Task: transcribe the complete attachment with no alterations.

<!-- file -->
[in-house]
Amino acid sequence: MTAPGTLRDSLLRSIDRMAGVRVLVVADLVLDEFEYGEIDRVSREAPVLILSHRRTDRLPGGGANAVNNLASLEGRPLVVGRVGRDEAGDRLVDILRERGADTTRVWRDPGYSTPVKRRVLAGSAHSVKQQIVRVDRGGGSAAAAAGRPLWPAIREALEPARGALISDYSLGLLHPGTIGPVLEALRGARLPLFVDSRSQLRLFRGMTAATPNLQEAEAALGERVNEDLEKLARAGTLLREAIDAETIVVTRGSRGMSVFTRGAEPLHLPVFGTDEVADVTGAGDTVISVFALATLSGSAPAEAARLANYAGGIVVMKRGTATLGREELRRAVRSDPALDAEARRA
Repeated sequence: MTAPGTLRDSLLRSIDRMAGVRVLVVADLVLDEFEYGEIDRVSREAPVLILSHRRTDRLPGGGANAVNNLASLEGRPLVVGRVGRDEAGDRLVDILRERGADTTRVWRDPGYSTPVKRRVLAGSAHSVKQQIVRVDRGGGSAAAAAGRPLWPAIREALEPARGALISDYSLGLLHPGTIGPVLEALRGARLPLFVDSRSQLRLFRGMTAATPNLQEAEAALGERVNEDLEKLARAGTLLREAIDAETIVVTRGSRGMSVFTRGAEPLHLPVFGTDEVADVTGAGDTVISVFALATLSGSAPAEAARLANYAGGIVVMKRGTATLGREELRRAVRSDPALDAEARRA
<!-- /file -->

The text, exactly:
[in-house]
Amino acid sequence: MTAPGTLRDSLLRSIDRMAGVRVLVVADLVLDEFEYGEIDRVSREAPVLILSHRRTDRLPGGGANAVNNLASLEGRPLVVGRVGRDEAGDRLVDILRERGADTTRVWRDPGYSTPVKRRVLAGSAHSVKQQIVRVDRGGGSAAAAAGRPLWPAIREALEPARGALISDYSLGLLHPGTIGPVLEALRGARLPLFVDSRSQLRLFRGMTAATPNLQEAEAALGERVNEDLEKLARAGTLLREAIDAETIVVTRGSRGMSVFTRGAEPLHLPVFGTDEVADVTGAGDTVISVFALATLSGSAPAEAARLANYAGGIVVMKRGTATLGREELRRAVRSDPALDAEARRA
Repeated sequence: MTAPGTLRDSLLRSIDRMAGVRVLVVADLVLDEFEYGEIDRVSREAPVLILSHRRTDRLPGGGANAVNNLASLEGRPLVVGRVGRDEAGDRLVDILRERGADTTRVWRDPGYSTPVKRRVLAGSAHSVKQQIVRVDRGGGSAAAAAGRPLWPAIREALEPARGALISDYSLGLLHPGTIGPVLEALRGARLPLFVDSRSQLRLFRGMTAATPNLQEAEAALGERVNEDLEKLARAGTLLREAIDAETIVVTRGSRGMSVFTRGAEPLHLPVFGTDEVADVTGAGDTVISVFALATLSGSAPAEAARLANYAGGIVVMKRGTATLGREELRRAVRSDPALDAEARRA